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Alberta ‘moving forward on restoration efforts’ to address dwindling caribou population

A Woodland caribou bull is shown in an undated handout photo. If Canada is serious about reconciliation with First Nations, a new study suggests that giving them a greater voice in caribou conservation might be a good place to start.
A Woodland caribou bull is shown in an undated handout photo. If Canada is serious about reconciliation with First Nations, a new study suggests that giving them a greater voice in caribou conservation might be a good place to start. THE CANADIAN PRESS/HO, CPAWS - Mike Bedell

The Alberta government released more details Saturday about its plan to partner with the oil and gas industry to try and reverse the decline of the province’s caribou population.

The Notley government said it plans to work with industry partners over the next five years as it tries to restore 10,000 “linear kilometres of land” that was previously cleared for seismic lines within the Little Smoky and A La Peche caribou ranges.

The province has provided Forest Resource Improvement Association of Alberta (FRIAA) with a $500,000 grant. FRIAA has awarded Woodlands North of Whitecourt with a contract “to build a restoration guide for conducting and evaluating restoration treatments” and to come up with a restoration pilot of 70 kilometres of legacy seismic lines this spring.

An additional pair of contracts- worth a total of $1 million – will be handed out by the province in order to seed and grow trees for the pilot and to develop a plan for restoring 3,900 kilometres of legacy seismic lines in the Little Smoky and A La Peche caribou ranges. Tree planting is expected to begin next spring.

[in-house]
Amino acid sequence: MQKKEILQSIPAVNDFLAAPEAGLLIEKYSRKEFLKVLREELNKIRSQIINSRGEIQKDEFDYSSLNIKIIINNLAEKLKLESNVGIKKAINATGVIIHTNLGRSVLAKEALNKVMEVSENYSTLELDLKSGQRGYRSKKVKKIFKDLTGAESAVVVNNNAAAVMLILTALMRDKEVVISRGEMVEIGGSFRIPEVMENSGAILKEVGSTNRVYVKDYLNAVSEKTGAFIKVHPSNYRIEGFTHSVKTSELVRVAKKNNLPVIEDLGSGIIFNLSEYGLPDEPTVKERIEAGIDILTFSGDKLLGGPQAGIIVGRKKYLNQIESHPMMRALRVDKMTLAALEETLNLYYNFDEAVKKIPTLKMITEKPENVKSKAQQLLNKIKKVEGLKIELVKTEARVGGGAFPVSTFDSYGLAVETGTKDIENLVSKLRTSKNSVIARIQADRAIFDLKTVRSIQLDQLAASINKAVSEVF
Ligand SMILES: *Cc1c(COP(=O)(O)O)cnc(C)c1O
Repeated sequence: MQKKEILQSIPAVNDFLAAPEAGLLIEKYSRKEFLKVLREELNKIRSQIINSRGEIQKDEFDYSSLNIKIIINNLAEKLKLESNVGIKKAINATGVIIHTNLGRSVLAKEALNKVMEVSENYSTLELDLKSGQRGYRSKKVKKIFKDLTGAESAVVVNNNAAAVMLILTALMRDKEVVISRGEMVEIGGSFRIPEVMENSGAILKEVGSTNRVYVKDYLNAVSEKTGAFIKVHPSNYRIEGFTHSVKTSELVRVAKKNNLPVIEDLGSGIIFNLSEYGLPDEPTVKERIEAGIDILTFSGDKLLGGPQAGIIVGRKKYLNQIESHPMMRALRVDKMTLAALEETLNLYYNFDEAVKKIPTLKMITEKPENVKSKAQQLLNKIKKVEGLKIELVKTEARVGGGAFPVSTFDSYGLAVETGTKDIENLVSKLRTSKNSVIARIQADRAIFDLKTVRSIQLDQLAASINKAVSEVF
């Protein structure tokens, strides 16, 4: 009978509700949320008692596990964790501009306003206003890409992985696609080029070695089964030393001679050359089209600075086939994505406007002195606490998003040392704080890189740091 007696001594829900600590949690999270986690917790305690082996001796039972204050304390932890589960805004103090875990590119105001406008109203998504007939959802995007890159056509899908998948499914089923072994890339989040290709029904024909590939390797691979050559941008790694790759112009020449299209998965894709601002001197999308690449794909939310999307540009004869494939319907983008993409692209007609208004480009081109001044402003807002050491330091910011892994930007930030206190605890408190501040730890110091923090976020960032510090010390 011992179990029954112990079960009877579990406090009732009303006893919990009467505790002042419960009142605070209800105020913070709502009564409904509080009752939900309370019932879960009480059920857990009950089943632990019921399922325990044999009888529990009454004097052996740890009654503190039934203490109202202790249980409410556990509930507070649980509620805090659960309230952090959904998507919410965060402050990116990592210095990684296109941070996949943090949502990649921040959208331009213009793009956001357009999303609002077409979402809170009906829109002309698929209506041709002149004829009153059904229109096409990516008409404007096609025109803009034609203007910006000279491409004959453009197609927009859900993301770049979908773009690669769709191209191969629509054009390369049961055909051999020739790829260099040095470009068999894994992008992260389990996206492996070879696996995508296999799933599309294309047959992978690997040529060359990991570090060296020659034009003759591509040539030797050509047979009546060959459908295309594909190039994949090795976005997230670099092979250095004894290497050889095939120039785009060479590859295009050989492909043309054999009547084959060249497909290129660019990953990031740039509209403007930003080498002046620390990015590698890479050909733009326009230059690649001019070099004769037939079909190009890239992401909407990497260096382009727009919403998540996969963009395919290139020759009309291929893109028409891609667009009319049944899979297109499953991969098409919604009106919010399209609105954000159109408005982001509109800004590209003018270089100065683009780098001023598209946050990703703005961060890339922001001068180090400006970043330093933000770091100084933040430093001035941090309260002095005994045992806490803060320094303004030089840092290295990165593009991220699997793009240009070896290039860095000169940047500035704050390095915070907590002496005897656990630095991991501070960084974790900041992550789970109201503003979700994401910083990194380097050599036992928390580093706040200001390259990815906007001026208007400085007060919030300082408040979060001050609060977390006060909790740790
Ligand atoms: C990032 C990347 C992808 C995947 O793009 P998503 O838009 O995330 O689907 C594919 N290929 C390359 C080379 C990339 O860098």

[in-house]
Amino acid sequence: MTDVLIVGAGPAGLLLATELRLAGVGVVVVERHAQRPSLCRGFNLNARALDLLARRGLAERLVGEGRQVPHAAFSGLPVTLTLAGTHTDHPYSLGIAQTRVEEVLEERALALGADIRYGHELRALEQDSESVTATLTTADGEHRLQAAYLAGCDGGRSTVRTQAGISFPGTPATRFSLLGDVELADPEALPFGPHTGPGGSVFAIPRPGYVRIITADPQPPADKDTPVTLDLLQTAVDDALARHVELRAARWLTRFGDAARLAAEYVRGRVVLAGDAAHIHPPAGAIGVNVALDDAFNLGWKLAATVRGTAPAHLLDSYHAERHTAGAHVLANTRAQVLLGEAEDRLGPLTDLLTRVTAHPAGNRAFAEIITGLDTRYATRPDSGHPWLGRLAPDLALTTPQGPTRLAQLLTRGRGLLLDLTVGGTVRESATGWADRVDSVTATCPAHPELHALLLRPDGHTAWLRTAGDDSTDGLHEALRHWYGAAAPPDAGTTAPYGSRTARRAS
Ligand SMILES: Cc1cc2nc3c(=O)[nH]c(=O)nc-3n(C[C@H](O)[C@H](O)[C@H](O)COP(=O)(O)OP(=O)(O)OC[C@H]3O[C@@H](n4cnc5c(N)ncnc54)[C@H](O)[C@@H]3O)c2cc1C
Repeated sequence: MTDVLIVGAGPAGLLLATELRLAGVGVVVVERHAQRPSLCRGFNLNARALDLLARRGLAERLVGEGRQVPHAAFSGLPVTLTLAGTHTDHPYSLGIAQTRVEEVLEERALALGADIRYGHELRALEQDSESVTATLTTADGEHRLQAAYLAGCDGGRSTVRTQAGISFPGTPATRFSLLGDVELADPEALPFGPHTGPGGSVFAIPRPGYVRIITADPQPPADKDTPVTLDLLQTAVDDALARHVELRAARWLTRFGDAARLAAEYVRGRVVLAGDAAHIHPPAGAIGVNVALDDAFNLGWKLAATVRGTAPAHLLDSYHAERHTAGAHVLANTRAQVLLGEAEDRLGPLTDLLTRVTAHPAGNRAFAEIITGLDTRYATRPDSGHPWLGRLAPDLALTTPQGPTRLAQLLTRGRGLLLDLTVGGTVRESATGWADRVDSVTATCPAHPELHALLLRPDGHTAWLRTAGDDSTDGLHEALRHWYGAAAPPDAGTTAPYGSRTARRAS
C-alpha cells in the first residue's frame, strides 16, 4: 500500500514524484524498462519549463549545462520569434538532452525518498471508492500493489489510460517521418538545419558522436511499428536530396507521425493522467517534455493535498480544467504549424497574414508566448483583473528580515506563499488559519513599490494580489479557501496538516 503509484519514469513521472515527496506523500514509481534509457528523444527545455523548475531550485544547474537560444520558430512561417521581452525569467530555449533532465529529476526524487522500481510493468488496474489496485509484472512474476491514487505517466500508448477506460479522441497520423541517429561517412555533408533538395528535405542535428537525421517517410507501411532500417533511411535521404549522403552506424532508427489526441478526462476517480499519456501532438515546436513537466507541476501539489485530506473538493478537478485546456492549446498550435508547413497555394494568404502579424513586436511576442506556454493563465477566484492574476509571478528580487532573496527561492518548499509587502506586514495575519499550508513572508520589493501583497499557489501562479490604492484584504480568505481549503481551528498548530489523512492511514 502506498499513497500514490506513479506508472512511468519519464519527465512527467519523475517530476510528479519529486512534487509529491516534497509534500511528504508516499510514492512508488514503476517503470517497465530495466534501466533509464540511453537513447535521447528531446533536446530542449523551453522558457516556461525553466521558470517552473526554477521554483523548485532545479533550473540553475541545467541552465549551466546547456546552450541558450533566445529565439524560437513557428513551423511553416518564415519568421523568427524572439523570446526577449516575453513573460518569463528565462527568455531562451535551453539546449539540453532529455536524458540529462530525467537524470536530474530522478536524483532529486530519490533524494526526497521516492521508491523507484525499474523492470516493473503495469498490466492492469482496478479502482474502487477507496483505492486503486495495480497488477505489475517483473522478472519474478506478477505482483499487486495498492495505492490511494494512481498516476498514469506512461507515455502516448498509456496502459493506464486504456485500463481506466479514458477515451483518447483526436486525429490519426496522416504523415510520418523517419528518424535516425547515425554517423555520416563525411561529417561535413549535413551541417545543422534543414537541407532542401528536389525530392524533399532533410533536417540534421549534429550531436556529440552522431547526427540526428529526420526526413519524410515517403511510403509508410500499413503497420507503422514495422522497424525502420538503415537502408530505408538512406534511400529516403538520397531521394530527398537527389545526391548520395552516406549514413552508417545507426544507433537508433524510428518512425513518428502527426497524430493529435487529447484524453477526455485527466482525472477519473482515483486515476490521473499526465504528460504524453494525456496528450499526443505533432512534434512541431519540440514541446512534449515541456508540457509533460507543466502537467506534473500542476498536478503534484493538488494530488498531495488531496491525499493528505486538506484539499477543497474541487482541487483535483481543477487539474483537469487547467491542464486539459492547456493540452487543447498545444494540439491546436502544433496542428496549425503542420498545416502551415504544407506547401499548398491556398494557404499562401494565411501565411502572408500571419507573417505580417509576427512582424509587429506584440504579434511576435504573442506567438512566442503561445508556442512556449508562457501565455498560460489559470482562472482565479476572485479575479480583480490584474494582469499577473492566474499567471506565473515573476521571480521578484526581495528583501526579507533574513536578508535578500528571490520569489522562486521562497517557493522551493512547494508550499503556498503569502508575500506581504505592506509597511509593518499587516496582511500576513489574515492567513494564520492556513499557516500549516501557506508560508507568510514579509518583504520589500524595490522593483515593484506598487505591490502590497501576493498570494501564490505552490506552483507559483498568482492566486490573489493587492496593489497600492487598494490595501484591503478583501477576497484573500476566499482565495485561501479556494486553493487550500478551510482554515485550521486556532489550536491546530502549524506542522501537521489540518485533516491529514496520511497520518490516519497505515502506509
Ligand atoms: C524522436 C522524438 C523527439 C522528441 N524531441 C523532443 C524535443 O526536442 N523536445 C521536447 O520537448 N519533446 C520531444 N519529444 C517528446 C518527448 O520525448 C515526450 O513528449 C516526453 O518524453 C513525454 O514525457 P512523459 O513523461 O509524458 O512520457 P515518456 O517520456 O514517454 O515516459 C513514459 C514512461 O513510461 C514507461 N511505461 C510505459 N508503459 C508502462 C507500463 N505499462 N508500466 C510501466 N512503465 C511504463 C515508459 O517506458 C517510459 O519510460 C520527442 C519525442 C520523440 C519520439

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While the government said it is paying for these grants in the short term, the energy sector will pay back the costs of restoration.

“We are moving forward on restoration efforts that encourage the recovery of Alberta’s caribou population, while also providing jobs and strengthening the local economy,” Agriculture and Forestry Minister Oneil Carlier said in a statement Saturday.

Under the federal Species At Risk Act, the Alberta government needs come up with range plans and recovery strategies for caribou herds by next October. The animals are considered to be in danger across the country.

In Alberta, decades of development have left herds holding on to just a few areas of old-growth forest. Numbers have declined by about 60 per cent and some ranges are more than 80 per cent disturbed.

In June, the province released a draft that included a recovery strategy and a range plan for one particularly-threatened herd which has declined to a few dozen.

READ MORE:¬†Alberta’s caribou recovery plan draws criticism from environmentalists

“We are pleased with the leadership role taken by the oil and gas industry in working to ensure we have a made-in-Alberta plan that provides economic certainty for industries and workers who make their living in the north and do what’s right to protect this iconic animal,” Shannon Phillips, environment and parks minister, said in a statement Saturday.

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-With files from The Canadian Press.

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